A small example
Since ADTrees are described as labelled graphs, it is quite easy to get an idea of the functionality and interpretation by considering the drawing of an example graph. The following figure illustrates a facility where jewelry is stored. A thief – the proponent of the scenario as game – tries to overcome several hurdles in order to steal the jewelry. The thief needs to overpower security guards and destroy shatterproof glass for the theft. The goal lies in the root.
In the next figure, refinements for a thief to defeat a guard are illustrated. The disjunction lies in the children Steal Keys, Overpower and Bribe. At least one of those subgoals has to be achieved to defeat the guard. If an attacker would choose overpowering, the conjunction of its children indicate that the attack must have more guys with guns during the attack. Both subgoals must be achieved.
Up until now, the first definition of ADTrees delivers a model for scenario representation. But there is still much more left to focus on, a graph model is not sufficient for evaluating semantics from a theoretical point of view. By now, we lack in tools when we want to investigate whether or not two given ADTrees are formally equivalent. We do not even know, what equivalency means in context of ADTrees. So, the next step will introduce syntax for ADTrees in order to enable an approach to denote ADTrees in an already known scheme – in terms. These terms will be fundamental for introducing propositional semantics.
Abstract syntax: ADTerms
As widely known, terms need some sort of alphabet to be defined on just like any word of any language. An AD-signature is a tuple consisting of a a set of types and a set of function symbols , where:
- label proponent or opponent objects, respectively
- is a union of typed constants , conjunctive or disjunctive refinements and a binary function to connect countermeasures from a player to its opposing player. Let .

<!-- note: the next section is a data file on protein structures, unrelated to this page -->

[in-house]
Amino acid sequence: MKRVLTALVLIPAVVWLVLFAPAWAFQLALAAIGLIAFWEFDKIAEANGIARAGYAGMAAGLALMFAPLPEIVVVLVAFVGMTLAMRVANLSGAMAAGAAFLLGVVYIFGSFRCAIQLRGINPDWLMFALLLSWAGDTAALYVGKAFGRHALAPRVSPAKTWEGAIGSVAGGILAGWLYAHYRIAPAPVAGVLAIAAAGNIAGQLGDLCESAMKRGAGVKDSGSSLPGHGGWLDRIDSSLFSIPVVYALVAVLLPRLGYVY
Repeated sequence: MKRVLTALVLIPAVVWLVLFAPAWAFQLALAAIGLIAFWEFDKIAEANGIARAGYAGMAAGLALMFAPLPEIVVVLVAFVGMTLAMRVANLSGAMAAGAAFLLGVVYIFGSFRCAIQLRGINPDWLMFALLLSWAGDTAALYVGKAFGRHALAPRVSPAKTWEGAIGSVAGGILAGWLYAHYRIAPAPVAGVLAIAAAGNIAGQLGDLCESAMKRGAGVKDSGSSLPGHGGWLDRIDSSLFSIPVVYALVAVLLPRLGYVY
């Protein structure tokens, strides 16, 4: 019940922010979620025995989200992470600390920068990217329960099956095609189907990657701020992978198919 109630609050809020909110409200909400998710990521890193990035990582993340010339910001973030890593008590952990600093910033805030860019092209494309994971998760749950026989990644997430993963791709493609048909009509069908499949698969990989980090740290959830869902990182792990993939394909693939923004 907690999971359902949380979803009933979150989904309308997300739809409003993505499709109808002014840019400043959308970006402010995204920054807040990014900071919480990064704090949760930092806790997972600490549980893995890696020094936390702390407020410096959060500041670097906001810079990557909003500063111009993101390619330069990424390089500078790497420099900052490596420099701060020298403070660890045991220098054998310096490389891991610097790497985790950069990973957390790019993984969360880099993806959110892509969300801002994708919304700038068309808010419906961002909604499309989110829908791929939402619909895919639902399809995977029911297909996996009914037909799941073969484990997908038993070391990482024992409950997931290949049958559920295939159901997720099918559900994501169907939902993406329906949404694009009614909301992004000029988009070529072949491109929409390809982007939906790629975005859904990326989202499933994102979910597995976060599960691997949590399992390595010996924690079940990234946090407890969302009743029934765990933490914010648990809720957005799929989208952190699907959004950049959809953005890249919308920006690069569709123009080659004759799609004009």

An ADTerm is a finite typed ground term over an AD-signature .
In the next section, we will see the correspondance between ADTrees and ADTerms. So far, an ADTree is defined as an extension of the Attack Tree model, therefore a labelled tree. With help of ADTerms and AD-signatures, there will be a new definition of ADTrees.
With help of an ordering of the nodes of a tree, a finite ordered tree over a set of labels is a function where each node of the tree with its number is identified with a label. The ordering of the tree corresponds to the location in the tree. Starting from the root, the ordering will traverse according to a BFS of the graph. The resulting drawing will place the children from left to right and from top to bottom. Then, the following defintion holds:
An ADTree is a finite ordered tree over the set of labels . The index will be used as declaration of relation the following way: Let . Then, if index is a multiple of index, then there is a refinement. This stops at a typed constant, since the trees are finite. If index and index do not share a common divisor, then they differ in their label. Crucial is the root of the tree, since it determines the proponent. Moreover, each node has at most one child of the opposite type.
With this definition, it is now possible to obtain an ADTerm for a given ADTree .
The refinement example tree as ADTerm
Recall the second figure, illustrating the refinements of subgoals. The corresponding ADTerm of this subtree is denoted as:
Note, that the Overpower node is substituted with the conjunction of its children in the Term 1.
Design choices of this model